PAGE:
Mayor’s innovation awards recognize organizations and individuals that transform ‘whole community’

Mayor’s innovation awards recognize organizations and individuals that transform ‘whole community’

Barrie Mayor Jeff Lehman made a cameo for this year’s mayor’s innovation awards, an initiative he started “to recognize creativity, innovation, new services, new products, new ways of doing things that were blazing a trail to success in our community.”

15 judges from diverse industries and backgrounds selected winners and runner ups from more than 40 organizations in four categories namely creative collaboration, pivot point, community impact, and shift disturber. 

Lehman said the awards were created “to tell some of the stories that don’t often get told, the ideas that can transform a business or an organization, or indeed, our whole community.”

The four categories “truly represent the big picture of what we feel innovation is all about,” said Stephannie Schlichter, director of Invest Barrie. 

Creative Collaboration

“The creative collaboration category recognizes two or more companies or organizations that have forged an alliance and reached new heights or achievements that they couldn’t have alone,” Schlichter said. “Contributions may be across sectors, industries, geographies or verticals. Milestones may span the development of new products, services, supply chains, operations and beyond.”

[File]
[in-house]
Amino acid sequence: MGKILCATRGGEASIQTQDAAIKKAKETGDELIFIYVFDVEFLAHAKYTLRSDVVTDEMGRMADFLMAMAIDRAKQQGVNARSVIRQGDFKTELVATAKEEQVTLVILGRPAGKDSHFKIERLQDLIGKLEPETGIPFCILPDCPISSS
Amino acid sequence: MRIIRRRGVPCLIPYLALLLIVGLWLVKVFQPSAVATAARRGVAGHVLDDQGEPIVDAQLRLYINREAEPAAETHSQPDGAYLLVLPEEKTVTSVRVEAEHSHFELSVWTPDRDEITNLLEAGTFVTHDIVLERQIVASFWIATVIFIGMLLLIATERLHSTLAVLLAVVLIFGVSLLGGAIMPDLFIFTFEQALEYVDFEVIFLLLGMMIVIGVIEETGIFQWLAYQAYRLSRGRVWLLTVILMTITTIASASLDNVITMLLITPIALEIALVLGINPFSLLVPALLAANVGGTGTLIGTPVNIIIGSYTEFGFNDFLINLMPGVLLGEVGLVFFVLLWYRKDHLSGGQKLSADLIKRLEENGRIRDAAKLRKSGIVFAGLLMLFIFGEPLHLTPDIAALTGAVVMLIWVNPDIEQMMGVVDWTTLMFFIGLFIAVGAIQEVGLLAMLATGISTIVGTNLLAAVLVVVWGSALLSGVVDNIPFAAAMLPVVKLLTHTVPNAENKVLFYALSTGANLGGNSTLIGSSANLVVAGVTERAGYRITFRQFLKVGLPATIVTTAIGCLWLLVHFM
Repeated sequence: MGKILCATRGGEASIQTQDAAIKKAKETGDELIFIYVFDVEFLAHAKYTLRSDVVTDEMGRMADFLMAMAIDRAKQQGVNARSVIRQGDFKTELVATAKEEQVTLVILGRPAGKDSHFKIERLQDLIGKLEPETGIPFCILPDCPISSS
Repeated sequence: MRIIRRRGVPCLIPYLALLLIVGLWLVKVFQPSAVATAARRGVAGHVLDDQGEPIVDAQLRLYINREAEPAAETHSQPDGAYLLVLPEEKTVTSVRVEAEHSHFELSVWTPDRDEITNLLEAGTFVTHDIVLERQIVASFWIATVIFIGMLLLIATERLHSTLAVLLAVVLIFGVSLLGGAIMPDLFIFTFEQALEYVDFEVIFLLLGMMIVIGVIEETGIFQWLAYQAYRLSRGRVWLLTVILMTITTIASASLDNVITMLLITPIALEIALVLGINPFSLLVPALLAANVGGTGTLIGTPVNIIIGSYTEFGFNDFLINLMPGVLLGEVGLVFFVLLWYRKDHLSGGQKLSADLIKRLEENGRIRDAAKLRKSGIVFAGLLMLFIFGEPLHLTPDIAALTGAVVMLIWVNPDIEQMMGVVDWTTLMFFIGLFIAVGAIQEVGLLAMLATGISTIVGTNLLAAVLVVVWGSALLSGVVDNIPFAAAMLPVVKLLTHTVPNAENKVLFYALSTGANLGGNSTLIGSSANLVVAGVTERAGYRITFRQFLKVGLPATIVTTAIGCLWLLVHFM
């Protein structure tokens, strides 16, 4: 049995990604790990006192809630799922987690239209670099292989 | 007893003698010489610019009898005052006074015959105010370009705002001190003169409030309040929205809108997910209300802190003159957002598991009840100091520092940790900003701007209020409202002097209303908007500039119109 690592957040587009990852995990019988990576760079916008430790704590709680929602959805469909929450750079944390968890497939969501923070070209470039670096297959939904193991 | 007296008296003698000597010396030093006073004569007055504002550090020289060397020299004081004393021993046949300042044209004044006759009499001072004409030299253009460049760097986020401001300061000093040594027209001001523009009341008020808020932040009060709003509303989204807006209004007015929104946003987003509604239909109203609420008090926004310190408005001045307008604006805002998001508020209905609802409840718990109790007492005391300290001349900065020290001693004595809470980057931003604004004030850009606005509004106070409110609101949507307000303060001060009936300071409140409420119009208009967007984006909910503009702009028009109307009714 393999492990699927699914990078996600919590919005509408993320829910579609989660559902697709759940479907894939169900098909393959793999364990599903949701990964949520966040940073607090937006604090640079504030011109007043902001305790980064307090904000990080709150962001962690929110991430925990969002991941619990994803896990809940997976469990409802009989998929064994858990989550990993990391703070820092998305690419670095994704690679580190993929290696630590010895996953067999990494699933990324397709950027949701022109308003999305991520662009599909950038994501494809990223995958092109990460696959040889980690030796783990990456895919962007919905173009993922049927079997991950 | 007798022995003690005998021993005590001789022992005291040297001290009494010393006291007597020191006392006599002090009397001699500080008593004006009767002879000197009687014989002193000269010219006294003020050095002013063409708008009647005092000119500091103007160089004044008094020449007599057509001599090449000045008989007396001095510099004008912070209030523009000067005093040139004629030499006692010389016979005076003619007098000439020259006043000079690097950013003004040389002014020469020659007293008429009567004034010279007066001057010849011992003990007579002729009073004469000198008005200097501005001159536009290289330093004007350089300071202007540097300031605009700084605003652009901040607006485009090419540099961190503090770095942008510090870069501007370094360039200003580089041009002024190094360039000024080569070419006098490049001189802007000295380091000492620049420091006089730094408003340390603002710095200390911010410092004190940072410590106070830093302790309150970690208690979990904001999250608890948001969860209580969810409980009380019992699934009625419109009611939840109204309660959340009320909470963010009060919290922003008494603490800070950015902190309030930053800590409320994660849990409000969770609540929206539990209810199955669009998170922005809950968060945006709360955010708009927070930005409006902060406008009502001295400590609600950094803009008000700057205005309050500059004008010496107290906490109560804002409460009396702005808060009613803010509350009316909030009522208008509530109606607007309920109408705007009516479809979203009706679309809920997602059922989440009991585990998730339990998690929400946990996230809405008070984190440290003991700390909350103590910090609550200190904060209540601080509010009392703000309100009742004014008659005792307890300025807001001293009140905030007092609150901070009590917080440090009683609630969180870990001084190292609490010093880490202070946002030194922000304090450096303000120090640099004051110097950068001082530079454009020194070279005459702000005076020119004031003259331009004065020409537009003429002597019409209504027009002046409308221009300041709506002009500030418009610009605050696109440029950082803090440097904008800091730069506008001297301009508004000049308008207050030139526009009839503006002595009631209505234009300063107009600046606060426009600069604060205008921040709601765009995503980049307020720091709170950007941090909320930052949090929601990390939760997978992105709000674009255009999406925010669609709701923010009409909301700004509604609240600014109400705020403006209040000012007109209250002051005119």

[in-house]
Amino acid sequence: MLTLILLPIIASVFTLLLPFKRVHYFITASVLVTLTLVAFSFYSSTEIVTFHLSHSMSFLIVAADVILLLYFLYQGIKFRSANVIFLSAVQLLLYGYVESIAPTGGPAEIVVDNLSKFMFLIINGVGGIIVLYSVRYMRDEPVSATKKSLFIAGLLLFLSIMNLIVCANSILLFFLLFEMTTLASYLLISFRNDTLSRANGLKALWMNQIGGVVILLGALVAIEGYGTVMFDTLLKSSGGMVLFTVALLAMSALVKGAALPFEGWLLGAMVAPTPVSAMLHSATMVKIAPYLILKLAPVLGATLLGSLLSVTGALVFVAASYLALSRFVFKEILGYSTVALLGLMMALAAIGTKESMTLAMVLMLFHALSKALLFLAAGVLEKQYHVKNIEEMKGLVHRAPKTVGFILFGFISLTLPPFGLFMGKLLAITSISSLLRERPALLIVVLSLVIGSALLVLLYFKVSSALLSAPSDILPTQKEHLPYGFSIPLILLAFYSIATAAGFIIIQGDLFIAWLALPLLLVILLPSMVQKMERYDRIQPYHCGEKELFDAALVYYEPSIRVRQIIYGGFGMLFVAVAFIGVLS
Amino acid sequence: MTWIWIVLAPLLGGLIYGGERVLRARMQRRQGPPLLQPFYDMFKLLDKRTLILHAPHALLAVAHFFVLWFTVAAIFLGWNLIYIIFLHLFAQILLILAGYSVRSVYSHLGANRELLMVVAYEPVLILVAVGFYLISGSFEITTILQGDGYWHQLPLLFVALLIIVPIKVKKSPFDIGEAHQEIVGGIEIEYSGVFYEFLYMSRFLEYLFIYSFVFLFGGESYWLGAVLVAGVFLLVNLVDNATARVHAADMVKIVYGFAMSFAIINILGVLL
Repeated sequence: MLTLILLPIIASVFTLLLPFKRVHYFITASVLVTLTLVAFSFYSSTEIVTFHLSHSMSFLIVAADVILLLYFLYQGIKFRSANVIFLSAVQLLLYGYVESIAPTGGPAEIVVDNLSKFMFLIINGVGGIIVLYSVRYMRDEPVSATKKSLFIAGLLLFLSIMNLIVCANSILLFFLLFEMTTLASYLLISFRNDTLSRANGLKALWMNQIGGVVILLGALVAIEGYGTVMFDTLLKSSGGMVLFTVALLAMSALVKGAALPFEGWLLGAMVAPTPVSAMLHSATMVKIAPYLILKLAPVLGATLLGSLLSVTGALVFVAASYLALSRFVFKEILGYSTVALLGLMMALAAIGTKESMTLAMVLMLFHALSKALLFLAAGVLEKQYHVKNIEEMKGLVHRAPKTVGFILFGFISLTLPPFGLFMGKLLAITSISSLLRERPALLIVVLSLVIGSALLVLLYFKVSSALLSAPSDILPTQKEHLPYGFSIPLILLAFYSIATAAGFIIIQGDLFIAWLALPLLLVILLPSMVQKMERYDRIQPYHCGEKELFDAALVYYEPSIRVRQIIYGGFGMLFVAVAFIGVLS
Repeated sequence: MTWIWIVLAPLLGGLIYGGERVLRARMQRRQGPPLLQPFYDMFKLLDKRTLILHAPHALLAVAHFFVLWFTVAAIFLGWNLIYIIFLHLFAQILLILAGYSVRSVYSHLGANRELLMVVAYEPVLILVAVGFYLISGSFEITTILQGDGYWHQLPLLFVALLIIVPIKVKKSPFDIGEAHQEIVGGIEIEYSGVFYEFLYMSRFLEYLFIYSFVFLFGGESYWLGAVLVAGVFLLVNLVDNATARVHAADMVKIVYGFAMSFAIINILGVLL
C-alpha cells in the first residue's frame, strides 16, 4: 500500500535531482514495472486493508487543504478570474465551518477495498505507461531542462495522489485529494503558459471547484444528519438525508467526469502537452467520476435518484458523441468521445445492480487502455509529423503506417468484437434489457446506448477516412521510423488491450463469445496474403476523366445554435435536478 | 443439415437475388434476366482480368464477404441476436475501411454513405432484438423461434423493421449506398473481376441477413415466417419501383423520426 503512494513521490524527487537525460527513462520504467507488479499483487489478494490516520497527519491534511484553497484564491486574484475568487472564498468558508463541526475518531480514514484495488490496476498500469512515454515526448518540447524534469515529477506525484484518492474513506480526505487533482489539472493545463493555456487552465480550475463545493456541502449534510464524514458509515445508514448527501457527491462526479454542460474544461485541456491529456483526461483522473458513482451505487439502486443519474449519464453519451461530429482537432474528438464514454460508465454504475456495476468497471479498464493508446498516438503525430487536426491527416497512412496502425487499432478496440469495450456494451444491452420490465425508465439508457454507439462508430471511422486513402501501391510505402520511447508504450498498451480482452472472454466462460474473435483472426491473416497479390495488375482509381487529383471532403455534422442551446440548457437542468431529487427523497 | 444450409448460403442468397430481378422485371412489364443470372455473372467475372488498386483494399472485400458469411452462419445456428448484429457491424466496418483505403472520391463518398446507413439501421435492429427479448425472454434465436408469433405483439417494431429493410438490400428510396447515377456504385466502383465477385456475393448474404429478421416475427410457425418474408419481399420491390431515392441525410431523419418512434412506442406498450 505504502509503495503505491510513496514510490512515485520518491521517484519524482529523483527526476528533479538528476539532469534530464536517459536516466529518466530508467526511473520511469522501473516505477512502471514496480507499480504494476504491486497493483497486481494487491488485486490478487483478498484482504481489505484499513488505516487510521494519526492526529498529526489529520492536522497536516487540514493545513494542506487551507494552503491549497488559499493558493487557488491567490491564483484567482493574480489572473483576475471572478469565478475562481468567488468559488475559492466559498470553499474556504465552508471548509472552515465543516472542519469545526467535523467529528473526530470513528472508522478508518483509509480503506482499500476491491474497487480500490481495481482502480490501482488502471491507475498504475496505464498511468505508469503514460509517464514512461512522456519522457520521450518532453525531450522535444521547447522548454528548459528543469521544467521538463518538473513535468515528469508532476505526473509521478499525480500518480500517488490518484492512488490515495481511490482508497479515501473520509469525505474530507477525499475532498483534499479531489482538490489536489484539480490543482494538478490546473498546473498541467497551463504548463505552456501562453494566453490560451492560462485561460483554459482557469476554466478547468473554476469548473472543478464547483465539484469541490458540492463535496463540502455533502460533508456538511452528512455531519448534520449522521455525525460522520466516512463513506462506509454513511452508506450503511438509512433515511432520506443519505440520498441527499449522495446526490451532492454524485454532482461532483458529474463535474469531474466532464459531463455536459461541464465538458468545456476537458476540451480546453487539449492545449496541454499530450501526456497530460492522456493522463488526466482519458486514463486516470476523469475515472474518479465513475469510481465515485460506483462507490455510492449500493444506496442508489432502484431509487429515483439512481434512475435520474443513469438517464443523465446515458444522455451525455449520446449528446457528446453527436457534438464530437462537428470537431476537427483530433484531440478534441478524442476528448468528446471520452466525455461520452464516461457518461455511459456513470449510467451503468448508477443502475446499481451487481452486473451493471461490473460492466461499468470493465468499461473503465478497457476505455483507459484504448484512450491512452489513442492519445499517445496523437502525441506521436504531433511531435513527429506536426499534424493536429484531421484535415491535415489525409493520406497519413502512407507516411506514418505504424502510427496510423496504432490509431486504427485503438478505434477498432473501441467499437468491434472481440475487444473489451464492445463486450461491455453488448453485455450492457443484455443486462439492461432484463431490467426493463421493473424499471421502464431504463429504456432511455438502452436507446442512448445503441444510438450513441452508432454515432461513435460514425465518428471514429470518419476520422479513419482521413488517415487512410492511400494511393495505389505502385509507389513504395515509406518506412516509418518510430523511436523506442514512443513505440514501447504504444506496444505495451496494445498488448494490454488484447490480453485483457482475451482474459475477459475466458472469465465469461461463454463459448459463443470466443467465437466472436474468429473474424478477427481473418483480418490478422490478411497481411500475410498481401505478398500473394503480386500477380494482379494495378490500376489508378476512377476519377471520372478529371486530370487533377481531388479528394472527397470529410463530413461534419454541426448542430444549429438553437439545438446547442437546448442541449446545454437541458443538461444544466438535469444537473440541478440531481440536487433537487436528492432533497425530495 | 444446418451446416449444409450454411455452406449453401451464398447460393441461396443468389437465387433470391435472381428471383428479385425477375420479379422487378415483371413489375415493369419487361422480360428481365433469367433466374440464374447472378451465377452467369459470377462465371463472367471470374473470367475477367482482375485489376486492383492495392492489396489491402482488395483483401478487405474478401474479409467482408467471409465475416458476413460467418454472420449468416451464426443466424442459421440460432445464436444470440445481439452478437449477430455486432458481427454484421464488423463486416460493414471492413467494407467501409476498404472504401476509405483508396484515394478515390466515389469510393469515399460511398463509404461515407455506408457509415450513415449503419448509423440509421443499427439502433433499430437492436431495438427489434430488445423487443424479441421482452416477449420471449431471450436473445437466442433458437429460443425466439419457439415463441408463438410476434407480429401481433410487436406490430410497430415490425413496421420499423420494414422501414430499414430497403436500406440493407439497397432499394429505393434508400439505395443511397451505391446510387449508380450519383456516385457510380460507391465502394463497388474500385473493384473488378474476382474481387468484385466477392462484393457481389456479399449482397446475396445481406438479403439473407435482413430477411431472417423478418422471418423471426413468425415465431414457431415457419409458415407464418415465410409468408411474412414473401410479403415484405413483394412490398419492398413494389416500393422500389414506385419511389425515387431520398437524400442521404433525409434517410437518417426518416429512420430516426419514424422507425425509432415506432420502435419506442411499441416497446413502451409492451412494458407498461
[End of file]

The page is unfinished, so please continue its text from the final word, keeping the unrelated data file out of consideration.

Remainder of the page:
Theatre by the Bay and Tourism Barrie were the category co-winners. While, UPlift Black and the Henry Bernick Entrepreneurship Centre were joint first runners-up. Talk is Free Theatre was the second runner-up.

Pivot Point

“The pivot point category highlights a company or organization that has discovered and pursued opportunities to grow and unexpected directions. When faced with market or operational challenges. A need to purposefully take action with risk was addressed and implemented,” Schlichter said. 

Black Controls Company Inc. won this year. Ask for Directions Training was first runner-up and Baker Studios was second runner-up.

Community Impact

Schlichter said “the community impact award celebrates an organization or individual that has stepped up to proactively build connection, resilience and morale among berry residents, businesses or cultural communities.” 

Michael Agema of AGEMA Work won the category while Ryan’s Hope was first runner-up and  

YMCA of Simcoe-Muskoka was second runner-up.

Shift Disturber

Lehman especially had special praise for this category. He said it “recognizes a unique individual whose contribution and unique approach to things is really worth celebrating and recognizing.” 

“This award looks to an individual who has championed innovation in their organization or community, where others see opposition, they see opportunity. This individual is a powerhouse of creative problem solving, shaking up norms, and spearheading strategic solutions in the midst of uncertainty,” Schlichter said. 

Marcia Woods of FreshSpoke was the winner this year. The first runner up was Nikki Glahn and 

Brotech Precision CNC was second runner-up.

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